19. Be it remembered that it was ordained in this parliament, with the assent of the same parliament, that each and every merchant, as well denizens as aliens, who should wish to take out of England wool, hides or woolfells, should pay one ounce of gold in foreign coin for every sack of wool, and one such ounce for every half last of hides, and one such ounce for every two hundred and forty woolfells, to the king's bullion in the Tower of London, within half a year from the time of the custom and cocketing of the same wool, hides and woolfells, and in and under the name of him from whom they shall thus be customed and cocketed. And that the said merchants, if they do not pay one such ounce of foreign coin for every sack of wool and for every half last of hides, and for every two hundred and forty woolfells to the said bullion, in the aforesaid form, should pay the king for every sack of wool thirteen shillings and four pence, and on every last of hides thirteen shillings and four pence, and on every four hundred and eighty woolfells thirteen shillings and four pence, in addition to the customs and subsidies and other dues owed thereon. And that each and every such merchant, before they take the said wool, hides, and woolfells out of any ports of the kingdom of England, should find sufficient surety to the king's customs officers in the same ports to pay the said ounces of gold to the said bullion in the aforesaid form.
Whereupon writs of proclamation were directed to the mayors and bailiffs of the cities and towns where the staples are. Also, writs to the collectors of customs and subsidies in the ports where the staples are, to take surety from the said merchants, and to notify thereof the keeper and master of the mint in the said Tower of London, as appears from the tenor of the said writs transcribed below:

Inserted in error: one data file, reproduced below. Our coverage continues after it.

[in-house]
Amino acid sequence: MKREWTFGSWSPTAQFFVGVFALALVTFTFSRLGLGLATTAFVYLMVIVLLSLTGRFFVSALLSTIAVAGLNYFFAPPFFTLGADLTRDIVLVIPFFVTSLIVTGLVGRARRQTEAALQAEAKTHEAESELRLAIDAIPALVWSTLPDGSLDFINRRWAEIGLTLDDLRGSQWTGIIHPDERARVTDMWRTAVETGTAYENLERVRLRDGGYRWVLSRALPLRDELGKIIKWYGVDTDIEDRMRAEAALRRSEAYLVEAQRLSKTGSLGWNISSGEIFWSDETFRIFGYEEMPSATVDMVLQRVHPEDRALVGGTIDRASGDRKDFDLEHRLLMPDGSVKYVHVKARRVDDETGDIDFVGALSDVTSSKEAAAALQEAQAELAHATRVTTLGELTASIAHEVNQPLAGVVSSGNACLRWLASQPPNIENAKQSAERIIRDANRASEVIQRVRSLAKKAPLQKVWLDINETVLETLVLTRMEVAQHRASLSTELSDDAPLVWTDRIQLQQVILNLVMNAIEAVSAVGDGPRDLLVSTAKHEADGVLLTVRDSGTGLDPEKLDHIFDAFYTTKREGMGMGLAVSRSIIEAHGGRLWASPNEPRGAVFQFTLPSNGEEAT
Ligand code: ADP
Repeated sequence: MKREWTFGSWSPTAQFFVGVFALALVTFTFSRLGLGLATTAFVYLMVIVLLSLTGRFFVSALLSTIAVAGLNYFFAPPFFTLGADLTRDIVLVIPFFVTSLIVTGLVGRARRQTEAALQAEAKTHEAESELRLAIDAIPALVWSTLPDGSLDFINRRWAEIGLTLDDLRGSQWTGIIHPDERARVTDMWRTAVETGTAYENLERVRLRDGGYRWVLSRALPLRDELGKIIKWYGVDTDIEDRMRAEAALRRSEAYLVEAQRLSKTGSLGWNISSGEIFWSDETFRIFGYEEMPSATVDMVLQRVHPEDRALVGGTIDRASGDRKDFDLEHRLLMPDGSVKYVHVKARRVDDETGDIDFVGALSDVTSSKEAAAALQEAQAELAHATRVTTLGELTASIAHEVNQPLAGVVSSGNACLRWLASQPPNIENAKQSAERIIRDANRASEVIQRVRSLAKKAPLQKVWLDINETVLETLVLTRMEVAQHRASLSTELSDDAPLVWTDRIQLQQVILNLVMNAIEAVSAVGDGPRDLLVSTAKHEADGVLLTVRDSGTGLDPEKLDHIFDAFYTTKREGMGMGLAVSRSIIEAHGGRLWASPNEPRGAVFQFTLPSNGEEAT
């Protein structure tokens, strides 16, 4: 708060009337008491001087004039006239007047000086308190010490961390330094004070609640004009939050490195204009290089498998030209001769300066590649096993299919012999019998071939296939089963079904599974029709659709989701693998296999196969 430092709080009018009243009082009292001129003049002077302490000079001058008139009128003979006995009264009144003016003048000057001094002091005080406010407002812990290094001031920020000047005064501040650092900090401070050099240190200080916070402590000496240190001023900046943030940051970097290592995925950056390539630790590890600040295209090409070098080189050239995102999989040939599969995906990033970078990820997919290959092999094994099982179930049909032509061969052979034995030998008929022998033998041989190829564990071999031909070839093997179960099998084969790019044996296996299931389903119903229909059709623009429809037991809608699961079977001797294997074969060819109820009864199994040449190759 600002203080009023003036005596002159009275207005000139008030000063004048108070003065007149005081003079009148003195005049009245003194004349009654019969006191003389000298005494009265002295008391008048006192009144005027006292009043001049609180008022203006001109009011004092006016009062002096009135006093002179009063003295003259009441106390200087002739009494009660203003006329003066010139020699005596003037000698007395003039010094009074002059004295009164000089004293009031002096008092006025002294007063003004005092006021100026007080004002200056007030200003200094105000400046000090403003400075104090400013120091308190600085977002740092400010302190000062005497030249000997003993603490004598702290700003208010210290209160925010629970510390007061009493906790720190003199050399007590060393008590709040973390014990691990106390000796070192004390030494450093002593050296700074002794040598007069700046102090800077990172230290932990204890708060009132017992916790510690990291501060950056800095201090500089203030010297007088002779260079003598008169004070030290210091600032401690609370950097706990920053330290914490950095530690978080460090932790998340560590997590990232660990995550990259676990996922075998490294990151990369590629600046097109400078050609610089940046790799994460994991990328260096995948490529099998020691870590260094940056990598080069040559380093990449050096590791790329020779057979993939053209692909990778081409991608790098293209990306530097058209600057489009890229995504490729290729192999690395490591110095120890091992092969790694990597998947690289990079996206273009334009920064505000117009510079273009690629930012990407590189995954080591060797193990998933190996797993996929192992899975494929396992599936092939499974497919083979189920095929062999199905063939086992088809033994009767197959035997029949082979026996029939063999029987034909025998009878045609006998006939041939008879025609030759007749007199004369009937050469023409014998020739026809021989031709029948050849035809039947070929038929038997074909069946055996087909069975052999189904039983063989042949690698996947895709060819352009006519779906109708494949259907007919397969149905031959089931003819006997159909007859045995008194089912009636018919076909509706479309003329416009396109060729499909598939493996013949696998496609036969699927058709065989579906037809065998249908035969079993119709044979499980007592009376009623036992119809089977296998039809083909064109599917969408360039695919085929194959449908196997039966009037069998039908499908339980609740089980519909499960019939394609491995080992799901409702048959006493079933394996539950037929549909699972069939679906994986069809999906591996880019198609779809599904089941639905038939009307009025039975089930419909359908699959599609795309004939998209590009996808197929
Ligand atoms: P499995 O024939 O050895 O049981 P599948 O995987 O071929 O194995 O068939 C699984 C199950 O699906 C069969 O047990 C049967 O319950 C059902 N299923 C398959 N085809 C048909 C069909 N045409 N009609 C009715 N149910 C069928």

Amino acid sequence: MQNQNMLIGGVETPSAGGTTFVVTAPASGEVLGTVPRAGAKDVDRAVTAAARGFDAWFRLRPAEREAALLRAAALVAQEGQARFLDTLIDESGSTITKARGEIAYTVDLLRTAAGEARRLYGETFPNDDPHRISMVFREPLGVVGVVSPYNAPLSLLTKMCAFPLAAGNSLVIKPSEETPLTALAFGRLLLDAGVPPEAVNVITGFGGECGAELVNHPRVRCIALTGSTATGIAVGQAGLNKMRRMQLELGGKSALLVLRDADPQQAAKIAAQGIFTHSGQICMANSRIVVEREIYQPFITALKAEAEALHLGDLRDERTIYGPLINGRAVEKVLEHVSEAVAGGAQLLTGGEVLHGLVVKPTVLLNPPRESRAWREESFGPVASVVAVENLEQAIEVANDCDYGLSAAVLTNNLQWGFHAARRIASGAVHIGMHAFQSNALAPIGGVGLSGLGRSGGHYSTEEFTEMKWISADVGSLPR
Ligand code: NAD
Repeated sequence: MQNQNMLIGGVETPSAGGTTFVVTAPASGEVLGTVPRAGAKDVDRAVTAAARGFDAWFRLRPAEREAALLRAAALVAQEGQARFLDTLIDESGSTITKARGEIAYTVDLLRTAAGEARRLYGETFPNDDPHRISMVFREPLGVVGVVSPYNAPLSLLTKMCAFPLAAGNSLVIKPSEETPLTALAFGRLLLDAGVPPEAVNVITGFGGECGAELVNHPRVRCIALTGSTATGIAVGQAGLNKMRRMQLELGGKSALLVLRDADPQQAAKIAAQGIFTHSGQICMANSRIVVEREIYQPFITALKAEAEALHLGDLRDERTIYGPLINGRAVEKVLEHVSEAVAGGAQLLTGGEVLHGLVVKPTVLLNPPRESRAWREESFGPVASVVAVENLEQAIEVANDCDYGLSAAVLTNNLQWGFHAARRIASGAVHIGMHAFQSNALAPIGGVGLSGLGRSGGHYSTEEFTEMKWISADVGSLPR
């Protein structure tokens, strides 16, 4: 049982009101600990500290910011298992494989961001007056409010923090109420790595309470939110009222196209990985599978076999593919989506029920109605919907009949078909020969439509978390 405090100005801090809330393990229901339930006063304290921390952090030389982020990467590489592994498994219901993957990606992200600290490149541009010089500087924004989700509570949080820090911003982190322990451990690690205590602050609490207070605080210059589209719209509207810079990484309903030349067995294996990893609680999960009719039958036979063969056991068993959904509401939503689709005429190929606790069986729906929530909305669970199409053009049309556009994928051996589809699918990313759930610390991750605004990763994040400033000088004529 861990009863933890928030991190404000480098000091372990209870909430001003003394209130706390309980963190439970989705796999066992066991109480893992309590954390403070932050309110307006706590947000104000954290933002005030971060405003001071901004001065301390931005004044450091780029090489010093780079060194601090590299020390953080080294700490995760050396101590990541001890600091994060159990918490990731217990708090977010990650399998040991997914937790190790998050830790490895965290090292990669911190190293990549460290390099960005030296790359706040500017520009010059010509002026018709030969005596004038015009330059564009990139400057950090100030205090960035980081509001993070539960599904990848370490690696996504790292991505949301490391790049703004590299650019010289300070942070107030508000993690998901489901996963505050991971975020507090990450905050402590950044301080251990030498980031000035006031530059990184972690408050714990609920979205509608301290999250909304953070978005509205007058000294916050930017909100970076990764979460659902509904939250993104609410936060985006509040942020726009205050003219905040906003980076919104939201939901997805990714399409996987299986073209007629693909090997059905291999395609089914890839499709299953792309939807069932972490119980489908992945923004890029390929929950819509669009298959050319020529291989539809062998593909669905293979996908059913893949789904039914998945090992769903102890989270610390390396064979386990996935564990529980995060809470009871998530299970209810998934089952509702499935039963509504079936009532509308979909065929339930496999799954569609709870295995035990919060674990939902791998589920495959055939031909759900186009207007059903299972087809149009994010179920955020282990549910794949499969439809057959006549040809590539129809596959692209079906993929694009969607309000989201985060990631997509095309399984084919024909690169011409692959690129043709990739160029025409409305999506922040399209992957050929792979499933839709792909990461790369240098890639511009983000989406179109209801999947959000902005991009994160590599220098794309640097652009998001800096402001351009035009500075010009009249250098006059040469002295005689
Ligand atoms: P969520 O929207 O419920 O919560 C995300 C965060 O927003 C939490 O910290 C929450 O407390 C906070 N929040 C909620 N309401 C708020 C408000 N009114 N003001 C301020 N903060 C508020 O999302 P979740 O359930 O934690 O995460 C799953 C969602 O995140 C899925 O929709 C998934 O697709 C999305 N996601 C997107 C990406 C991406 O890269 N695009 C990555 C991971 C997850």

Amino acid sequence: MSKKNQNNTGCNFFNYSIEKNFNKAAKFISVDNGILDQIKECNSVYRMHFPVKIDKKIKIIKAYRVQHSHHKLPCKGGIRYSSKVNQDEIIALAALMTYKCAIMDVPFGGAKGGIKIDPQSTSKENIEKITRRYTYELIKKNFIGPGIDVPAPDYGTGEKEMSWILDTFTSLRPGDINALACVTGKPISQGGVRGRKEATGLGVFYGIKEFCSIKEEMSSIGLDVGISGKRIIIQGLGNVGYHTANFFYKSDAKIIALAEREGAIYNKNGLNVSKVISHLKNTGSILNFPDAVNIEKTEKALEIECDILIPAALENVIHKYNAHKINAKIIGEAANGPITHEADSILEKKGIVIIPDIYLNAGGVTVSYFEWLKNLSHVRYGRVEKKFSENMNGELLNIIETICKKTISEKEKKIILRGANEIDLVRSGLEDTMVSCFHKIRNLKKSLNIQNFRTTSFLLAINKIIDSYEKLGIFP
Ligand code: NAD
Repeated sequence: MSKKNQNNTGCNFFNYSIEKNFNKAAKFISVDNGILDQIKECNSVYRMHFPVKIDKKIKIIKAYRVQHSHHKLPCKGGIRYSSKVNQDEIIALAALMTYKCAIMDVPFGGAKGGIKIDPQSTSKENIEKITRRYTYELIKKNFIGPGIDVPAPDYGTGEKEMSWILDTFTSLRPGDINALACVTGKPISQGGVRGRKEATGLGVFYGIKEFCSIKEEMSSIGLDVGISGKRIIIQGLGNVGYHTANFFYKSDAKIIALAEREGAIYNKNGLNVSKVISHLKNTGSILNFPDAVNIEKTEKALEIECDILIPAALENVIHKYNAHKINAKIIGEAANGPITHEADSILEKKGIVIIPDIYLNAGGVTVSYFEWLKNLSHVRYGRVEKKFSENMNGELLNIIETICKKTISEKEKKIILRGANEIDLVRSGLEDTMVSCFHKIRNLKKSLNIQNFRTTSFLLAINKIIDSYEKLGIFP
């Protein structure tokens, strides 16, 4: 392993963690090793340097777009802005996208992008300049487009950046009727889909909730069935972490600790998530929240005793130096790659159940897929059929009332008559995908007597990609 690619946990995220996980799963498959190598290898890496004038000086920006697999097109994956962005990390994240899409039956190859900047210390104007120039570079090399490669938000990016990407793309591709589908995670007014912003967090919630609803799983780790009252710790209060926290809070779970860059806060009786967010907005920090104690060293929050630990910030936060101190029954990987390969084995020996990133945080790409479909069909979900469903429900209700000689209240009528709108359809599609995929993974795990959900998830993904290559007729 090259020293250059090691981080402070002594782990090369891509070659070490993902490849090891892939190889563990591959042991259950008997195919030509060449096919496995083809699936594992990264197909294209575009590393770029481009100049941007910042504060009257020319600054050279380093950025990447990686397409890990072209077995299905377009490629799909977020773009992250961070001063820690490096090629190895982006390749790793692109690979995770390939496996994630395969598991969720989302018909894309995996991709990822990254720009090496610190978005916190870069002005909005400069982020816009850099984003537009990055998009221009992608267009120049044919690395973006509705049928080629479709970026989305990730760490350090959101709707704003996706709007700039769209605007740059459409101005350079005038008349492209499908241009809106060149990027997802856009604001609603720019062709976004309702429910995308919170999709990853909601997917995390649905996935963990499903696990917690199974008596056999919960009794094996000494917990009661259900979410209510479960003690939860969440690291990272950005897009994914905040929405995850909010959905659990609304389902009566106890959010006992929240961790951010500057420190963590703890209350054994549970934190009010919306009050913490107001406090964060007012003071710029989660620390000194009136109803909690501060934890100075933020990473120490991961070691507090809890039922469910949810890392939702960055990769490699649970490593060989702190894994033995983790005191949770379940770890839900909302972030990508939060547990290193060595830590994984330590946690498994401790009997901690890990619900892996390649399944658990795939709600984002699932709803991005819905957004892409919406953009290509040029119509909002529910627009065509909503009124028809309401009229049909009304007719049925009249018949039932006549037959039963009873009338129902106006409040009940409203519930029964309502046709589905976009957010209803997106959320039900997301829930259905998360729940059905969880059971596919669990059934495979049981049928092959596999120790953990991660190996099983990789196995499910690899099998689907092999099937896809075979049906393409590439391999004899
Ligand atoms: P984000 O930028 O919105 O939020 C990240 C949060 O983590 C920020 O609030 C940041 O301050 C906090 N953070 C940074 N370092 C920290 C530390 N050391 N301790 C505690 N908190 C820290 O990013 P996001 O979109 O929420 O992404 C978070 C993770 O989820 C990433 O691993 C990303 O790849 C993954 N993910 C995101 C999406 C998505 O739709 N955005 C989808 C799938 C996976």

Writs made thereon.
20. The king to the mayor and sheriffs of London, greeting. Whereas in our last parliament it was ordained, with the assent of the same parliament, that each and every merchant, as well denizen as alien, who shall wish to take any wool, hides, or woolfells out of our kingdom of England, should deliver and bring one ounce of gold in foreign coinage for each sack of wool, and a similar ounce for every last of hides, and a similar ounce for every two hundred and forty woolfells, to our bullion in our Tower of London, within half a year from the time of customing and cocketing the wool, hides and woolfells, in and under the name of him by whom they were thus customed and cocketed; and that the said merchants, if they did not pay one ounce of this kind of foreign coinage for each sack of wool and each half last of hides and every two hundred and forty woolfells to our aforesaid bullion in the above manner, should pay us for every sack of wool thirteen shillings and four pence; and for every last of hides thirteen shillings and four pence; and for every four hundred and eighty woolfells thirteen shillings and four pence; in addition to the customs and subsidies and other dues owed thereon. And that all and singular such merchants before exporting the aforesaid wool, hides, and woolfells from any port of the kingdom of England should find surety to our customs officers in the same ports to pay and deliver the ounces of gold to our aforesaid bullion in the aforesaid form. We order you publicly to proclaim all and singular the aforesaid things in the said city and suburbs of the same wheresoever shall seem best to you, and cause them to be firmly kept as best you can. Witnessed by the king at Westminster on 20 February 1397.
Similar writs were sent to all the mayors and bailiffs of the cities and towns where the staples are.
Writs for taking surety.